Phillips Group

Crystal engineering beyond crystallography

Welcome to Bernet Meijer

A warm welcome to the group’s newest PhD student, Bernet Meijer, who joins us following a joint Master’s degree between the University of Amsterdam and the London School of Economics. She will be co-supervised by Dr Helen Walker (ISIS Neutron and Muon Source), and will be collaborating with her and the ISIS sample environment team to help commission and test pressure cells for inelastic neutron scattering experiments. Our target materials for this project range from molecular crystals to framework materials. We are grateful to ISIS and the School of Physics and Astronomy at QMUL for jointly co-funding this studentship.

Image credit: Crystal Kwok at Unsplash

Congratulations to Dr Jiaxun Liu

Left to right: Prof. Martin Dove, AEP (co-supervisors), Jiaxun, Dr Emma McCabe (Kent, external examiner), Dr Isaac Abrahams (QMUL, internal examiner)

Enormous congratulations to Jiaxun Liu, who has successfully defended her thesis Local structure of lead halide perovskites for optoelectronic applications!

Welcome to Dr Richard Dixey

We’re delighted to welcome Dr Richard Dixey to the group, to work on the structure and dynamics of barocaloric framework materials as part of our EPSRC-sponsored work with Dr Helen Walker at ISIS Neutron and Muon Source. Richard was previously a PhD student of Dr Paul Saines at the University of Kent, where he worked on magnetocaloric frameworks.

Congratulations to Dr Adgar Yang

Left to right: Dr Petra Szilagyi (QMUL, internal examiner), Dr Alan Drew (QMUL, co-supervisor), Adgar, AEP (co-supervisor), Dr Lucy Clark (Liverpool, external examiner)

Congratulations to Dr Zhengqiang (Adgar) Yang, who has successfully defended his thesis on low-dimensional magnetism in coordination complexes and frameworks!

Theme issue of Philosophical Transactions

Over the past year or so I have been guest editing a Theme Issue of Philosophical Transactions of the Royal Society A on “mineralomimesis”: taking inspiration from the structure and other features of naturally occurring minerals to design new materials. I am delighted to announce that this issue is at last complete and available online. Many thanks to all of the contributors.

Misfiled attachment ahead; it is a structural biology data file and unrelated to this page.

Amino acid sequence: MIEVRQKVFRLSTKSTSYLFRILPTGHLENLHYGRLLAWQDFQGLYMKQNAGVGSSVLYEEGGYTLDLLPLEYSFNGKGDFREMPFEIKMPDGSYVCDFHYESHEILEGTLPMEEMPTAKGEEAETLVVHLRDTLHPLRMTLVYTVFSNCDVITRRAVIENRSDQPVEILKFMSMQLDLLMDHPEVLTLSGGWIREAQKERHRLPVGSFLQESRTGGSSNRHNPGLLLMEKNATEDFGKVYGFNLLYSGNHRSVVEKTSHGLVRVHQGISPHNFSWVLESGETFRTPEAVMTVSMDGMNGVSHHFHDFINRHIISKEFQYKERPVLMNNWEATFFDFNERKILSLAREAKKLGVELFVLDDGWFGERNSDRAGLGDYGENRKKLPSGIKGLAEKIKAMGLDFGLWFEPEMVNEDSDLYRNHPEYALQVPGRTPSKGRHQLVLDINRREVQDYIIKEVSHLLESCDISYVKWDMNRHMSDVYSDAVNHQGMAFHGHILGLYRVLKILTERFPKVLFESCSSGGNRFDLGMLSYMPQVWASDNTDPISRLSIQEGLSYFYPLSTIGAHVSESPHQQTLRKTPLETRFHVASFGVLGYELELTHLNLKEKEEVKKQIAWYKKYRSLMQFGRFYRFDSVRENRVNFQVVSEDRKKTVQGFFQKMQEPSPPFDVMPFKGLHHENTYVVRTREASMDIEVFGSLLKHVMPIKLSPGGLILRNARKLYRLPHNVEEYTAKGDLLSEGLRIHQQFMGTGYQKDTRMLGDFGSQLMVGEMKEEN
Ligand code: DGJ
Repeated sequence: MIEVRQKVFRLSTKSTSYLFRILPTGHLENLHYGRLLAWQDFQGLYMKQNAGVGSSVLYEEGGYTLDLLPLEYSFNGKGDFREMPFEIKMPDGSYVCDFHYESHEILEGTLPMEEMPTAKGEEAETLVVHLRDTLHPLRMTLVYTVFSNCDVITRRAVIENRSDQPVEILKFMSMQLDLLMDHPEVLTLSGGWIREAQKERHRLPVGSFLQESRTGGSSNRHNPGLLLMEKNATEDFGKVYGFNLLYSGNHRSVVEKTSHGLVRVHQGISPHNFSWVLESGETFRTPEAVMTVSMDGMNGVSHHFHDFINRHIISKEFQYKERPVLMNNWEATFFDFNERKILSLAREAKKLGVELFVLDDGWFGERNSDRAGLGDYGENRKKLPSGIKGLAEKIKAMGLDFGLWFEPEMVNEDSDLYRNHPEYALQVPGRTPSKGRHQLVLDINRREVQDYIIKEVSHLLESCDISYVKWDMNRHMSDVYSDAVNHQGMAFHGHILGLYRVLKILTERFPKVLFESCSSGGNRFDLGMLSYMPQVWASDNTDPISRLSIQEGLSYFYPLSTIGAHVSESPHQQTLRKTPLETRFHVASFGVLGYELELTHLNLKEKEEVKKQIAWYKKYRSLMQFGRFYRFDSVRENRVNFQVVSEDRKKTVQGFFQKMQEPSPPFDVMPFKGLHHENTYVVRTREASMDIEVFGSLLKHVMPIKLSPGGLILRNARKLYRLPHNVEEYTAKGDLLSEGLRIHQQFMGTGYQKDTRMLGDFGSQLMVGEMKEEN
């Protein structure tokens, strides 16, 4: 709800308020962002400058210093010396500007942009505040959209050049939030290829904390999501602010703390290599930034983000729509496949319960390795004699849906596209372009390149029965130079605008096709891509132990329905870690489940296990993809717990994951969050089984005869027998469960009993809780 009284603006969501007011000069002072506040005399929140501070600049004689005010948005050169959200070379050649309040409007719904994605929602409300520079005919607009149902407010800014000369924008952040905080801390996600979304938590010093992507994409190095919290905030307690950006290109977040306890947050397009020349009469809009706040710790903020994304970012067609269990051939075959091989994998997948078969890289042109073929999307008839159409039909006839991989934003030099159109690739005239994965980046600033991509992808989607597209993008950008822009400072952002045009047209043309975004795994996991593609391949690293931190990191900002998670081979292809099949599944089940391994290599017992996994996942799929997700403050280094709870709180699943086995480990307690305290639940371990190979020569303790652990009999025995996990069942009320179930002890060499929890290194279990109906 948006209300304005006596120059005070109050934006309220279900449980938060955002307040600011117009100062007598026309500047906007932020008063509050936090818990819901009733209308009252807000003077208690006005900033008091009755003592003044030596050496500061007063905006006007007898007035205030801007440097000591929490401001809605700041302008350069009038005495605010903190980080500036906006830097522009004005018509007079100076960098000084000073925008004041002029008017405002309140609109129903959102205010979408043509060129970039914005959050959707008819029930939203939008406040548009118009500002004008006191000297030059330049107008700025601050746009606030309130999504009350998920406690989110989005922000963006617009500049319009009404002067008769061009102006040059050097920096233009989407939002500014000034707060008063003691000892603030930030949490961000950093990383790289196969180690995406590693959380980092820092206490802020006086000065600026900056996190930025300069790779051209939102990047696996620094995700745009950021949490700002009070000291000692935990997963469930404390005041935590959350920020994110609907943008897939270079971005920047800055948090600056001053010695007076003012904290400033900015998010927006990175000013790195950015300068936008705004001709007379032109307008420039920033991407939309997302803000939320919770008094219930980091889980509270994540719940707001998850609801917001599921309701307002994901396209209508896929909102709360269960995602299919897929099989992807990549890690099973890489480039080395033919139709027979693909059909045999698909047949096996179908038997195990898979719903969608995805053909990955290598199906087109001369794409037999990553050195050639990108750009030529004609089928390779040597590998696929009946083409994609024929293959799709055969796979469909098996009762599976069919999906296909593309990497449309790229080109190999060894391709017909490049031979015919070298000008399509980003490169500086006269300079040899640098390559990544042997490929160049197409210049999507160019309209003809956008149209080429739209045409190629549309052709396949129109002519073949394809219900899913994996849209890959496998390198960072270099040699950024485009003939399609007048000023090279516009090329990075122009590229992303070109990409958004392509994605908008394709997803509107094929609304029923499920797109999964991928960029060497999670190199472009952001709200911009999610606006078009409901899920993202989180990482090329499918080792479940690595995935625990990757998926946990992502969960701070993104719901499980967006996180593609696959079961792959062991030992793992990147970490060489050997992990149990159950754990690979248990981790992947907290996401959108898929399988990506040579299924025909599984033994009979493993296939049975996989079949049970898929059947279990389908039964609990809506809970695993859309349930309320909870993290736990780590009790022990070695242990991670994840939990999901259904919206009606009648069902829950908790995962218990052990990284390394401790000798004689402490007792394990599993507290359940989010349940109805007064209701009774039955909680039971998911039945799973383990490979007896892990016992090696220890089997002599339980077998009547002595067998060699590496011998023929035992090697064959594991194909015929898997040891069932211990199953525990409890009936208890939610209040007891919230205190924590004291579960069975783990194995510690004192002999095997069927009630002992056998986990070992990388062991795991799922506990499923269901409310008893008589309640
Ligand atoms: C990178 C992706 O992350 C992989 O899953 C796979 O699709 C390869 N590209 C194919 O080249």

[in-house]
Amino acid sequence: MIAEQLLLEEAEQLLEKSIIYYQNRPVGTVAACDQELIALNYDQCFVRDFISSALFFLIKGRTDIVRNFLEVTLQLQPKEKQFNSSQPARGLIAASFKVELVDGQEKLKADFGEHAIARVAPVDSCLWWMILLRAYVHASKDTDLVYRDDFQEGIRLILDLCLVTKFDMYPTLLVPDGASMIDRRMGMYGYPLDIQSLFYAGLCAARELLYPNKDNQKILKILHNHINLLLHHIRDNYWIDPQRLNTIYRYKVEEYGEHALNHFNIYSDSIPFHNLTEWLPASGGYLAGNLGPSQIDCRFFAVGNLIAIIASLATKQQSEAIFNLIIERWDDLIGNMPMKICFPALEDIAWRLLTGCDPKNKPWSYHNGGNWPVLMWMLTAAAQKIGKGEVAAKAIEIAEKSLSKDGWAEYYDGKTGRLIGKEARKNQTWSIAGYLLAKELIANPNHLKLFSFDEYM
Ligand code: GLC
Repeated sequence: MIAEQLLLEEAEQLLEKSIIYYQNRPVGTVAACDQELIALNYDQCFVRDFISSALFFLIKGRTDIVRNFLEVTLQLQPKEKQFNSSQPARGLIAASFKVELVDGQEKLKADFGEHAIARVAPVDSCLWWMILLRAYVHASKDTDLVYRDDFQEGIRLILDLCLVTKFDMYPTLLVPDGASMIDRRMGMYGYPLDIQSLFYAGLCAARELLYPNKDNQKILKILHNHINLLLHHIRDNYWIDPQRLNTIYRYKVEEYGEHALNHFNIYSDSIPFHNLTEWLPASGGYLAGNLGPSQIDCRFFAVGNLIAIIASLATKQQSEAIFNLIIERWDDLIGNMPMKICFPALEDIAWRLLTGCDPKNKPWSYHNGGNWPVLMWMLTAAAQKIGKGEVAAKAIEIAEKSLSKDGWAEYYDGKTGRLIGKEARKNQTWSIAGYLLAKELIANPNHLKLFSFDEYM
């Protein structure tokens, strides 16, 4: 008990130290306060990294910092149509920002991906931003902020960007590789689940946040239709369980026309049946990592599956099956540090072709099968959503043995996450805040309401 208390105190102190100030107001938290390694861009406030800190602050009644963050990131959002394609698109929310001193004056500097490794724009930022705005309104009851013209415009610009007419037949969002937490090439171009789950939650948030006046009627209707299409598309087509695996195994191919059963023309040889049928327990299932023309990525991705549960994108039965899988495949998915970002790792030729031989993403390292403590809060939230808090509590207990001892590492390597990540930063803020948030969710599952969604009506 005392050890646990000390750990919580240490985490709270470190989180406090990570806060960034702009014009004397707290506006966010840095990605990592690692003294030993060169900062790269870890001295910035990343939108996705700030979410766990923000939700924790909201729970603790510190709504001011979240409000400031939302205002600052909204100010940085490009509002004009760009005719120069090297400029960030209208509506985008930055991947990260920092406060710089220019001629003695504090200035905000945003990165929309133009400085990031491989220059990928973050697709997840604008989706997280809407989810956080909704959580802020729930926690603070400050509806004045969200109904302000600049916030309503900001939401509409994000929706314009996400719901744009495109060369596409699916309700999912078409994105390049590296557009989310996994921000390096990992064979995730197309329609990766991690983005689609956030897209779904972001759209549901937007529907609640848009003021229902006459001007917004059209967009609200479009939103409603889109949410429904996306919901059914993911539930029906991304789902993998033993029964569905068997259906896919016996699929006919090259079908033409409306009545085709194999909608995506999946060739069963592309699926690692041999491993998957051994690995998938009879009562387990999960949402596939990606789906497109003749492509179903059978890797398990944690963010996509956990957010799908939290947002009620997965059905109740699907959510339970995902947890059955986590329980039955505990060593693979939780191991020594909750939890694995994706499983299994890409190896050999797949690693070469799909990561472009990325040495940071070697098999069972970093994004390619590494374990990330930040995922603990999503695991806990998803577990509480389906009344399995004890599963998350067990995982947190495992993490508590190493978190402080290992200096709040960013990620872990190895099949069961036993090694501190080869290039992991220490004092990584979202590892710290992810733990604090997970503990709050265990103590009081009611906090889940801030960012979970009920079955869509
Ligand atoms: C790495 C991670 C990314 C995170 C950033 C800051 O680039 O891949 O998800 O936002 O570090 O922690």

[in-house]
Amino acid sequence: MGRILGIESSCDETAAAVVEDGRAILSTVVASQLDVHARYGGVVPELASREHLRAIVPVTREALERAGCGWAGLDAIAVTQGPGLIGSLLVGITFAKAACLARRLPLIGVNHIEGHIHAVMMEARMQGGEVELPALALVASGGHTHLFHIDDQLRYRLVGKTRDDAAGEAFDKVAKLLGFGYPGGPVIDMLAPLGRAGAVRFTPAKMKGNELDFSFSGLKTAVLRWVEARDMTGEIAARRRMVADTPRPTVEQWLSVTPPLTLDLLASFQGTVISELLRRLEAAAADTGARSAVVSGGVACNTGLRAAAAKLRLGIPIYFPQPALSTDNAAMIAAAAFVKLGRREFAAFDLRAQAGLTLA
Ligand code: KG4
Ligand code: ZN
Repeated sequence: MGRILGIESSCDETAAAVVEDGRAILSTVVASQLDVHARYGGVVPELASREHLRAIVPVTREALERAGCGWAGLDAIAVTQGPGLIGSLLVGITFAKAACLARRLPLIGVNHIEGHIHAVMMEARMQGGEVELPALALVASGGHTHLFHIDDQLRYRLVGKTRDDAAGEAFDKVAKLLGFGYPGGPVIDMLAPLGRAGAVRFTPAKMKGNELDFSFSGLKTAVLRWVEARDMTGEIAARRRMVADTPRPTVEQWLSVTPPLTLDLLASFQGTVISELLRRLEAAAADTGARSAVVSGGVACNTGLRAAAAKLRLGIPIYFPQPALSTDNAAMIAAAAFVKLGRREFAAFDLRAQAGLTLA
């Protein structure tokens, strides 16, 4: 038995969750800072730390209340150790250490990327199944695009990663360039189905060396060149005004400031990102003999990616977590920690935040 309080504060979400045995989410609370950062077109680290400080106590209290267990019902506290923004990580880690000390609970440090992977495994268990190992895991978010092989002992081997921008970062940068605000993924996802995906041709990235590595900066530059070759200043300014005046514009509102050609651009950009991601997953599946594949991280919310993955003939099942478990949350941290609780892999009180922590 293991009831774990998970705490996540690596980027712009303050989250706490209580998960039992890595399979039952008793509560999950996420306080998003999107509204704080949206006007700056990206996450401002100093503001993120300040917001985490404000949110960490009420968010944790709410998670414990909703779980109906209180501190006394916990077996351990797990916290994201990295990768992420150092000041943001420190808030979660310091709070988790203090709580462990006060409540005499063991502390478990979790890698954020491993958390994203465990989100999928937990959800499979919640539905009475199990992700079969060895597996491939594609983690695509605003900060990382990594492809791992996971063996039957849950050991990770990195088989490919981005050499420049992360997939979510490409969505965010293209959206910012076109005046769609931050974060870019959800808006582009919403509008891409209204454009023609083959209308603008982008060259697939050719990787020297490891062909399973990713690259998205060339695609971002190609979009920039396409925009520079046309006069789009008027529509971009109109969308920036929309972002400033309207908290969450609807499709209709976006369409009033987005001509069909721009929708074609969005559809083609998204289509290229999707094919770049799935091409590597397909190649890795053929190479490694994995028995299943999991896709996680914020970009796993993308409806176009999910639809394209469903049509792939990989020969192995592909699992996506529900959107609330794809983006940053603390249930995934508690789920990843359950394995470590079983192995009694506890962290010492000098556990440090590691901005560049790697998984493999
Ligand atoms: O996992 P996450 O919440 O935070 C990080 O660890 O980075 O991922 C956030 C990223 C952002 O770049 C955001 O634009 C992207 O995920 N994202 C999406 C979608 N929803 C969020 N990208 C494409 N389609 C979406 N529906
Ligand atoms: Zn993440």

And it looks even better in print!

Welcome to Shurong Yuan

A warm welcome to Shurong Yuan, who has joined the group as a PhD student. Shurong previously completed his Master’s degree in Computational Physics for Condensed Matter at South China University of Technology.

New Royal Society grant

I am delighted and grateful to announce that the Royal Society has awarded us an International Exchange to work with Dr Alessandro Stroppa (CNR-SPIN, L’Aquila, Italy). Dr Stroppa is an expert in materials simulation and will work with us on investigating electrical functionality in framework materials. (more…)

Local structure of a switchable dielectric Prussian blue analogue

We have a longstanding interest in the family of Prussian blue analogues: metal ions bridged by cyanide linkers into a cubic framework that can accommodate many different guests in the pores. In a paper just published in CrystEngComm, arising from Helen Duncan’s PhD work, we use total neutron scattering measurements at ISIS to investigate one of these materials that contains planar imidazolium ions in the interstices.1 (more…)

Distortion modes in conventional and hybrid double perovskites

Many functional materials have the perovskite topology. The functionality, however, invariably comes from some distortion away from the ideal cubic perovskite structure. For instance, electrical polarisation arises from distortions that remove the centre of symmetry. The hybrid perovskite analogues, which consist of metal coordination octahedra connected by polyatomic linkers, are widely recognised to be more mechanically flexible than the inorganic perovskites, in which these octahedra actually share vertex atoms. With a view to understanding the actual and potential functionality of the hybrid perovskites, there has thus been substantial interest in the distortion modes that characterise their observed phase transitions.


Dr Serena Maugeri

Congratulations to Serena Maugeri, who has passed her PhD viva. Her PhD thesis, entitled Total scattering study of nanoparticles, was co-supervised by AEP and Prof. Martin Dove. Her external examiner, Sylvia McLain (Oxford), described her work as “really excellent… one of the best vivas I have ever done”.

Serena has now been awarded an IOP Teacher Training Scholarship to study for a PGCE on the INSPIRE scheme (Innovative Scheme for Postgraduates in Research and Education).